Stephany Alencaster, a recent graduate of Bravo High School, turned down Yale University after she was offered a full ride at University of California, Merced.

The biological science major says at first she chose Yale because of the name, but after receiving nearly $35,000 in aid from UC Merced, she changed her mind.

“You realize how important and serious the financial part is to you,” says Alencaster. “I knew at that point that it wasn’t the name that mattered at all. It was me that mattered, and it was where I was at that was going to make the difference.”

Community college option

Even with debt, college graduates are one third less likely to be living in poverty than high school graduates: there are more options than just taking loans or not going at all.

Many students choose to go to a two-year college before transferring to a university.

Instead of going to a university directly from high school, students can choose to go to a community college for two years, which can save them from $12,000 to $66,000 a year, depending on whether their alternative was a public or private university.

While some students initially reject the idea of choosing community college over more prestigious four-year schools, others worry about taking on debt.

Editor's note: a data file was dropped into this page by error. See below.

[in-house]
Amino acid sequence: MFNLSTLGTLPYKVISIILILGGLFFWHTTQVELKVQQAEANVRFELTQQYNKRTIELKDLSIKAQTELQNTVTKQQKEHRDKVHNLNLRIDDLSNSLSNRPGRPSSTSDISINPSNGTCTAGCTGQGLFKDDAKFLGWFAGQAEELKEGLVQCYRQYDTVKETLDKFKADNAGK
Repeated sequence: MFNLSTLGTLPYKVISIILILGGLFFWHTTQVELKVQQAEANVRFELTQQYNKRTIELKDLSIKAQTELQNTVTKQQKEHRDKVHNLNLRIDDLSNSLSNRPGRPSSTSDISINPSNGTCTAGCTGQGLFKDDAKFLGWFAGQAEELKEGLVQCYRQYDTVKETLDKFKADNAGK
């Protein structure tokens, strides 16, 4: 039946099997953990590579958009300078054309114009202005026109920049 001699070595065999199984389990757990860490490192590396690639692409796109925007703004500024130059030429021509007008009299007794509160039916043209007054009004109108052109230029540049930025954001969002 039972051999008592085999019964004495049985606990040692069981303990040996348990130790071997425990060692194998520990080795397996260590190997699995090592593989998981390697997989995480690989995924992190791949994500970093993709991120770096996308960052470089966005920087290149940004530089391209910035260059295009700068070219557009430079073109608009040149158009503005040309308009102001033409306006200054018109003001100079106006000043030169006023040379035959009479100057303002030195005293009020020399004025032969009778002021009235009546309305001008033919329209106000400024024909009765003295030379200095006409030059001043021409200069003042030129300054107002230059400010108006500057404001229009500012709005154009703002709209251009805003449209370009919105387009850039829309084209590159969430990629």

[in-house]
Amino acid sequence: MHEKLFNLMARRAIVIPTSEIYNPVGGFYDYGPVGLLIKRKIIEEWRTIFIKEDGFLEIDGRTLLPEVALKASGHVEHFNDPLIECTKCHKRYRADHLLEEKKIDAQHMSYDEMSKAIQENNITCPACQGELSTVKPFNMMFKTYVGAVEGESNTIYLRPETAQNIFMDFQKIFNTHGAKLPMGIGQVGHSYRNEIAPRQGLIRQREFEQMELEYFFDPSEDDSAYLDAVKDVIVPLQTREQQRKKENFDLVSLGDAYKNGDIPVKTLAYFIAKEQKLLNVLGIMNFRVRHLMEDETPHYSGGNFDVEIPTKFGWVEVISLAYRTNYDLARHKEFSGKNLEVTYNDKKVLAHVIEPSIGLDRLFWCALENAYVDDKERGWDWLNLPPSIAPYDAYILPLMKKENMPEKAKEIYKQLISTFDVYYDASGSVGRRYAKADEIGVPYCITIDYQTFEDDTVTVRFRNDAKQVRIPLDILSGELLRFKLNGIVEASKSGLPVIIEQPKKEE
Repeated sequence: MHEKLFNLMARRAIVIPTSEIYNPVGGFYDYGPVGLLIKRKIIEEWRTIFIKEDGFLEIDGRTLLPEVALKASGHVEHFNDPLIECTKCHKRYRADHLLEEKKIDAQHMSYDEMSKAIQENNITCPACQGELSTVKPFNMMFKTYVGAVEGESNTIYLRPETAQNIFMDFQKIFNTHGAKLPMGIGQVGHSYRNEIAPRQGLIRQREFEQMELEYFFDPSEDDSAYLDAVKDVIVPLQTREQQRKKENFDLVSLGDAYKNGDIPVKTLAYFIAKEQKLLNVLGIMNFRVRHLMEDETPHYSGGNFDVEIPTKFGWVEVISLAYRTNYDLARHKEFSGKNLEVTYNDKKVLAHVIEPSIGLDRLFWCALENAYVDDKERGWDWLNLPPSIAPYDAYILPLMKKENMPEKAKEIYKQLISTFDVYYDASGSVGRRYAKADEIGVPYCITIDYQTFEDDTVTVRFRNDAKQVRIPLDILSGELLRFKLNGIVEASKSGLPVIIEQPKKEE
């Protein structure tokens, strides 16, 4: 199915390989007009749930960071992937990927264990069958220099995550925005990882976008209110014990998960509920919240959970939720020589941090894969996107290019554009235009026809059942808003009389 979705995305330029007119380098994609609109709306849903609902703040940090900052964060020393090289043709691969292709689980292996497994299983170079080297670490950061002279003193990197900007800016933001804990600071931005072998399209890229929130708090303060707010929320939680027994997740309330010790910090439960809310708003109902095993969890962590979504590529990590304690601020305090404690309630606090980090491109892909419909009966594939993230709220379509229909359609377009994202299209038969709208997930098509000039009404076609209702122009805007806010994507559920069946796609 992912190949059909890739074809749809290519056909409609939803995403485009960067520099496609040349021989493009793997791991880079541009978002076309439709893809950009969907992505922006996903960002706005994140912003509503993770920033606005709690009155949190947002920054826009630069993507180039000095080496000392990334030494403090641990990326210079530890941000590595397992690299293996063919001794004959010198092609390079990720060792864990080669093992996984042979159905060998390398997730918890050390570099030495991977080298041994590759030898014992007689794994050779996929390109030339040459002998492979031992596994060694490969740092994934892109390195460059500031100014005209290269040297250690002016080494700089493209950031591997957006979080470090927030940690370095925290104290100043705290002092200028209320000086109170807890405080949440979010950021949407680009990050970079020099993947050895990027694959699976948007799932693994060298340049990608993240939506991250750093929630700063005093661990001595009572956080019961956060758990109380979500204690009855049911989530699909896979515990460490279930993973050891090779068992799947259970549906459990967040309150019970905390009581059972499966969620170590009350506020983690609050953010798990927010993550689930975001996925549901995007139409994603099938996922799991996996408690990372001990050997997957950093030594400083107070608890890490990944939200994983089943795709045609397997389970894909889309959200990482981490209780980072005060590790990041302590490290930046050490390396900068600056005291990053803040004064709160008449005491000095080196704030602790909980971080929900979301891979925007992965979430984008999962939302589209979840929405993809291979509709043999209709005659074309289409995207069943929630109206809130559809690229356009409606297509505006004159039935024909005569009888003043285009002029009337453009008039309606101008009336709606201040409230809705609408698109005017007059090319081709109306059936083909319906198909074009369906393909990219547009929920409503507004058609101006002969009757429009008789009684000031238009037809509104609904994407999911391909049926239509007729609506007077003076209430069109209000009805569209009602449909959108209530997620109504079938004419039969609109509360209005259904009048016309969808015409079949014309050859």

Aileen Ramos, a 2015 high school graduate, chose Santa Monica College because she qualified for a waiver that pays for all her classes. “I’m getting a free education, and there is no complaint in that,” she says.

For undocumented students, an additional concern is that they are not eligible for federal financial aid, but may receive state aid.  Some states, including California, give scholarships and grants to undocumented students.

Yazmin Núñez, a graduate of Roosevelt High School and a former Boyle Heights Beat reporter, chose Cal State University at Long Beach because she was offered a $10,000 annual scholarship. With the money, she is able to live in a dorm and only has to pay about $1,000 out of pocket each year.

“I think you shouldn’t choose the school on fame, but instead on what the school has to financially offer you,” says Núñez.